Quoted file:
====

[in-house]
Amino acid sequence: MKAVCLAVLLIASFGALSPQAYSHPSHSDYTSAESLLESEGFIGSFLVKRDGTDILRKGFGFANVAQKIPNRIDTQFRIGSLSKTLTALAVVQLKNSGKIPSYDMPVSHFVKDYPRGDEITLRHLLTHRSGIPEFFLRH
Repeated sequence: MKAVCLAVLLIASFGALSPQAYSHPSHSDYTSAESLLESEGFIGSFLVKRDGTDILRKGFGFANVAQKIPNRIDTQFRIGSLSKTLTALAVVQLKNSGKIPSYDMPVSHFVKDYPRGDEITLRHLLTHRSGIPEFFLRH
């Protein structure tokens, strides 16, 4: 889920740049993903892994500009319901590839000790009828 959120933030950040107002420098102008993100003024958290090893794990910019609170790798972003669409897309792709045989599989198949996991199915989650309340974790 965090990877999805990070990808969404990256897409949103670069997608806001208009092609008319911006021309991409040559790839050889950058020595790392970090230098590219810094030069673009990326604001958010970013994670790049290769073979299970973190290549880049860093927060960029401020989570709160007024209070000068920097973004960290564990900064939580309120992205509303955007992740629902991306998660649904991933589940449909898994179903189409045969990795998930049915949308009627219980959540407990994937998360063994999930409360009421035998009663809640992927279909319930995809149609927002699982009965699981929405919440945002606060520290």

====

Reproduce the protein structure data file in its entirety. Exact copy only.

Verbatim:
[in-house]
Amino acid sequence: MKAVCLAVLLIASFGALSPQAYSHPSHSDYTSAESLLESEGFIGSFLVKRDGTDILRKGFGFANVAQKIPNRIDTQFRIGSLSKTLTALAVVQLKNSGKIPSYDMPVSHFVKDYPRGDEITLRHLLTHRSGIPEFFLRH
Repeated sequence: MKAVCLAVLLIASFGALSPQAYSHPSHSDYTSAESLLESEGFIGSFLVKRDGTDILRKGFGFANVAQKIPNRIDTQFRIGSLSKTLTALAVVQLKNSGKIPSYDMPVSHFVKDYPRGDEITLRHLLTHRSGIPEFFLRH
């Protein structure tokens, strides 16, 4: 889920740049993903892994500009319901590839000790009828 959120933030950040107002420098102008993100003024958290090893794990910019609170790798972003669409897309792709045989599989198949996991199915989650309340974790 965090990877999805990070990808969404990256897409949103670069997608806001208009092609008319911006021309991409040559790839050889950058020595790392970090230098590219810094030069673009990326604001958010970013994670790049290769073979299970973190290549880049860093927060960029401020989570709160007024209070000068920097973004960290564990900064939580309120992205509303955007992740629902991306998660649904991933589940449909898994179903189409045969990795998930049915949308009627219980959540407990994937998360063994999930409360009421035998009663809640992927279909319930995809149609927002699982009965699981929405919440945002606060520290």